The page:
In addition, multi-state studies have shown a statistically significant reduction in the need for special education services on the part of Parent-Child graduates as opposed to similar students lacking the program (14 percent Parent-Child vs. 39 percent others).
The great news about Parent-Child is also that it is relatively inexpensive. In Salem, the cost for one family to participate is currently about $2,500. This means that a one-time $2,500 expense currently reaps an ongoing $10,800 annual savings for each child not referred for Special Education services. Talk about a return on investment!
Program coordinator Joyce Parent currently has seven home visitors, two of whom are able to provide the program in Spanish. Three of the current home visitors are former program participants who bring an evangelical fervor to bringing what worked for them into the lives of people whose situation is just like their own was. Interested readers can visit the Parent-Child website, parent-child.org, to learn more.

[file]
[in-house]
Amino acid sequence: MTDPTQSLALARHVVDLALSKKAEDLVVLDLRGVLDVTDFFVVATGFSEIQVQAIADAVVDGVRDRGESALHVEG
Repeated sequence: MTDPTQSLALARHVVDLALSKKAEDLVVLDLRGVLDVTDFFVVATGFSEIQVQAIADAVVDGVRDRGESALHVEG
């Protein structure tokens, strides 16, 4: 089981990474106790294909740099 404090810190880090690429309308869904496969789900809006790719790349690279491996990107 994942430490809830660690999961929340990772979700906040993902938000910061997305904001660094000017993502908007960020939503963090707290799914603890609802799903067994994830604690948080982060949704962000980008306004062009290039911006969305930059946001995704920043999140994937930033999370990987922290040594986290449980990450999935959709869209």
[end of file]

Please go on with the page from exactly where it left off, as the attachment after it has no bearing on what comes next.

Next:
Salem could probably double or triple the size of this “little engine that works” if we exercise the will to fund it. The drama currently affecting our city is over radical “cures” that may or may not pay off in the long run; “cures” that are test-score based to the virtual exclusion of all other factors that separate “education” from “training.” Perhaps, we need to devote more resources to preventive early childhood programs such as Parent-Child and expanded preschool opportunities that make many expensive “cures” unnecessary.
That would be the long view and, in my opinion, the wise view.
Brendan Walsh is a member of the Salem School Committee.